Preparing to use SAMR

To start, Puentedura says teachers must be clear about what outcome they want for their students. “The purpose, the goals of teachers, schools and students, are the key drivers in how technology is used,” he says.

“What is it that you see your students not doing that you’d like them to do? What type of knowledge would you like them to explore that they’re not exploring? What type of opportunities for new visions, new ideas, new developments would you like to pick up on?”

Additionally, it is important for teachers to identify how technology is currently used in the classroom, as a reference point for moving through the stages of SAMR. This requires an understanding of available resources—not just the technology that students can access, but also time and support required to use the tools well.

Changes in the tools themselves matter less than how you’re thinking about the learning objectives.

—Jim Beeler, Chief Learning Officer at Digital Promise*

New technologies are often first used at the substitution level, especially when teachers and students are unfamiliar with the tools. This level of usage has its merits, even if it may not radically change instructional practices. Reading digital textbooks may, in the long run, be cheaper for schools than ordering new print versions every time the content is updated. Having students compose essays using a cloud-based word processor makes it easier for teachers to track and grade assignments.

The SAMR framework is not just about technology in and of itself, but rather what educators and students can use the tech to accomplish. “Changes in the tools themselves matter less than how you’re thinking about the learning objectives,” explains Jim Beeler, Chief Learning Officer at Digital Promise, who has helped schools rollout programs where every student has a digital device (called 1:1 programs). After all, the same tool can be used in different stages. A digital textbook, for example, can used as a substitute for print if all students do is read, highlight and annotate. But if the textbook includes speech synthesis or audio features, the students’ reading experience is augmented through the addition of the auditory mode of learning.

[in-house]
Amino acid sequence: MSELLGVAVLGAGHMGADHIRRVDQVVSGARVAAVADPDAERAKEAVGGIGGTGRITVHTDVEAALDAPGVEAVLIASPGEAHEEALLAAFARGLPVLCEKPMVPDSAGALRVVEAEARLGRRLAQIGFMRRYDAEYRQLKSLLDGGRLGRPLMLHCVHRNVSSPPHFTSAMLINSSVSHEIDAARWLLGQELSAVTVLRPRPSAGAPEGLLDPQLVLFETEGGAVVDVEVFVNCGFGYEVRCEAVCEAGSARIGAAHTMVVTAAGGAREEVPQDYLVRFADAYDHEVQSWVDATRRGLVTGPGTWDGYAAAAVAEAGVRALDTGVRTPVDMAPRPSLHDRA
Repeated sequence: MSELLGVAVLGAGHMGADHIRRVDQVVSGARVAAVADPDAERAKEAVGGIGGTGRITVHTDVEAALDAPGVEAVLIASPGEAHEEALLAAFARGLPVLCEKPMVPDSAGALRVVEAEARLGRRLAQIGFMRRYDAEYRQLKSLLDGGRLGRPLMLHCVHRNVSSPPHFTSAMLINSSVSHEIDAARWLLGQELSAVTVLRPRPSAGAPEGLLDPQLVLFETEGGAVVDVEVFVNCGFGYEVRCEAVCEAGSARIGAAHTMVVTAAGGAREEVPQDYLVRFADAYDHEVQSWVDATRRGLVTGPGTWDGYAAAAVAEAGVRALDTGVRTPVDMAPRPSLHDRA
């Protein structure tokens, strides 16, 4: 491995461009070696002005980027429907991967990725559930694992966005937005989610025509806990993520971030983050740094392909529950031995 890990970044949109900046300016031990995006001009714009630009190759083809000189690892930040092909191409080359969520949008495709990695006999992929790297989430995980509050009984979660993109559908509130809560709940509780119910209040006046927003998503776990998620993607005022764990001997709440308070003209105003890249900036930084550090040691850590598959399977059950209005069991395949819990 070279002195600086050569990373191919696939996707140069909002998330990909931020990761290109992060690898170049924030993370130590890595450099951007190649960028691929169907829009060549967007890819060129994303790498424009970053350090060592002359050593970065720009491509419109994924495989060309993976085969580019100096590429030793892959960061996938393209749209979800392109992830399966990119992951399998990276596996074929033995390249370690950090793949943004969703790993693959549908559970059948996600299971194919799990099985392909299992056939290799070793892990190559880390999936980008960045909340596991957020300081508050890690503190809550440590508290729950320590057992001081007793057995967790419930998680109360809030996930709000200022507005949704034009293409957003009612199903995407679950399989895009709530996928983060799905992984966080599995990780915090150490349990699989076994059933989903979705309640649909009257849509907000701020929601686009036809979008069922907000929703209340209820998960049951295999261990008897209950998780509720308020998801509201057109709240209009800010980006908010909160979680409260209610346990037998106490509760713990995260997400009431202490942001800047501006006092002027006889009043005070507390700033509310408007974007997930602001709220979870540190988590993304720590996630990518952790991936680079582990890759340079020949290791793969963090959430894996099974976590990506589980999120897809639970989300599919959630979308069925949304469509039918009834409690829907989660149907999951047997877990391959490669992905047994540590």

A Primer on SAMR

Here are some guiding questions and a familiar type of assignment as an example—sharing reflections on a reading assignment—to better illustrate the SAMR framework in practice.

Samr ruben

Ruben Puentedura

Are you going to get more impact upon student outcomes from using technology at the R level than at the S level?

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I'm using a technology but I don't know where I am within the SAMR Framework

Answer the following questions to figure out where you are within the framework

SAMR Misconceptions

Although Puentedura’s studies suggest that greater student outcomes can be achieved at the redefinition level, he warns against the notion that every teacher should aspire to use technology to redefine their practice. “Are you going to get more impact upon student outcomes from using technology at the R level than at the S level? Sure,” he says, “but that doesn’t mean that there aren’t many, in fact, probably a large majority of technology uses that work just fine at the S and A level.”

  1. SAMR is just about using technology

    SAMR is designed to analyze the intersection of technology and instructional practices. The framework is designed to focus on the changes that technology enables—not the technology itself. Make no mistake—educators and students are the ones that make learning happen, not the technology.